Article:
Sunday, 25 January 2015

In pursuit of castles - Matsumoto

Japan is a country full of castles.  Not your average European style castle, not that there is anything wrong with European castles, but Japanese castles are different.  They have a certain dominant air about them, standing tall over all that surrounds them.  There is a reason for that.  These castles were built initially as defence posts and were built next to strategic locations.  They also became homes for the local Feudal Lords, so they needed to stand tall, impress and intimidate.  There were once an estimated 5,000 castles across Japan.  Today that number stands at about 100 as most many have been destroyed over the years due to fire or fighting.

I had been meaning to start going around to some of these castles as they are truly amazing structures to see and finally the opportunity came along and I chose Matsumoto castle as the first one that I would see. 

 Matsumoto city is located in Nagano Prefecture, about 2.5 - 3 hours by train from Tokyo.  Mountains of the Japanese Alps line both sides of the valley that Matsumoto city is located in.  The city dates back to the 8th century and is Nagano Prefecture's second largest city behind Nagano city.

Setting out from home, I made my way along the Chuo line from central Tokyo and got off at Tachikawa to change to the Azusa Limited Express that runs along the Chuo line.  I bought a Non-Reserved ticket from the ticket machine (there is an English button which is really helpful!) and jumped onto the train as it arrived.  I recommend going for the Reserved seat ticket (only 320 yen more) as there was a lot more space in the Reserved seat cars than the Non-Reserved cars.  Unfortunately I didn't have a window seat so I couldn't take any photos of the countryside as we flew past.  A couple of hours later I arrived in Matsumoto and was greeted with a blanket of white.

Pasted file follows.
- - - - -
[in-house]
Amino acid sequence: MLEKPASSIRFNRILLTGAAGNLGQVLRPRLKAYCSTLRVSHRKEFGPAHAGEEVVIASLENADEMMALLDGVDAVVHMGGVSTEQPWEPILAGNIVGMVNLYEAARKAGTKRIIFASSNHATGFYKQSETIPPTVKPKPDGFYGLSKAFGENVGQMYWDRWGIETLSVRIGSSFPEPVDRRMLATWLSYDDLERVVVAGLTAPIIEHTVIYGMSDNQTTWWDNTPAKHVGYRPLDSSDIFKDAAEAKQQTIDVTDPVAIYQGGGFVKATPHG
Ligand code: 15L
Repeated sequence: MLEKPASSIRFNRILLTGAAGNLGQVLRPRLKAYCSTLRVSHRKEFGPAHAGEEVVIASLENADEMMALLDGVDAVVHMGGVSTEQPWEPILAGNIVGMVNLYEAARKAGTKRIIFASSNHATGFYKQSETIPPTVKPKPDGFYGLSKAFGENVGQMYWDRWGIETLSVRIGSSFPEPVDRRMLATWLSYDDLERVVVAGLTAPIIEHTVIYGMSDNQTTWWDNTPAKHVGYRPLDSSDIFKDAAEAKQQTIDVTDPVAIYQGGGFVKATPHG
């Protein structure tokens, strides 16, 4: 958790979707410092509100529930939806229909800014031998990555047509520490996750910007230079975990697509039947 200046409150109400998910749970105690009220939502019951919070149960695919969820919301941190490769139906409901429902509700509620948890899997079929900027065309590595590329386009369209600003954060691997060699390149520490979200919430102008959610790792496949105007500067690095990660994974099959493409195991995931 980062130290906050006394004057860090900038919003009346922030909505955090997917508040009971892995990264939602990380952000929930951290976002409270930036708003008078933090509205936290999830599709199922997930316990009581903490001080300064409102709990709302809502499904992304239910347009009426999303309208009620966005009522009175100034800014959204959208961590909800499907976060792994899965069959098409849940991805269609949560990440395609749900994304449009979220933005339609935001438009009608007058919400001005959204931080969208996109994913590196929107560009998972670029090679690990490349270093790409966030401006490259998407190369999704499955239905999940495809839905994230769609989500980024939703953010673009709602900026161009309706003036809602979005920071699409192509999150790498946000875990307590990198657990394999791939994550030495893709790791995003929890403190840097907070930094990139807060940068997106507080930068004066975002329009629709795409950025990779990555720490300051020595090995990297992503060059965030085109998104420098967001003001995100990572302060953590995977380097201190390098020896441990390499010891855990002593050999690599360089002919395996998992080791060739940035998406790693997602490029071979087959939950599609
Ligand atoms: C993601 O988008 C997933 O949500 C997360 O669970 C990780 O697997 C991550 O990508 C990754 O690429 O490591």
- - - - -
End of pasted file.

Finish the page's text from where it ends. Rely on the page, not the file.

It had snowed for the 2 days before I arrived and the temperature was a good 6 or 7 degrees colder than I had left behind in Tokyo.

I walked off to find my hotel which was located less than 10 minutes walk from the station, and about halfway between the station and the castle.  I had booked a room at the Hotel Matsumoto Yorozuya which is one of the standard business hotels or budget hotels that you find all across Japan.  They are no frills hotels with great prices.  Good for a base from which to explore the area you are visiting.  If you enjoy spending time at your hotel when travelling, then this option is not for you.  When I checked in, the lady behind the desk spoke English quite well.



The double rooms are about 15 square metres and have everything you need




including a remote control for the toilet with English instructions!!



I was going to have to check that out later (!) as I had exploring to do.  Dropping off my bags I walked back about a block toward the station where I had passed an interesting little temple / shrine combination.






It looked really nice covered in snow, although I am sure the monk responsible for the gardening would not agree with me!

Now this is a sight I don't see in Tokyo!




Right next to the temple was a small shrine, resplendent in vibrant red.




I love the detail that these carvings always have!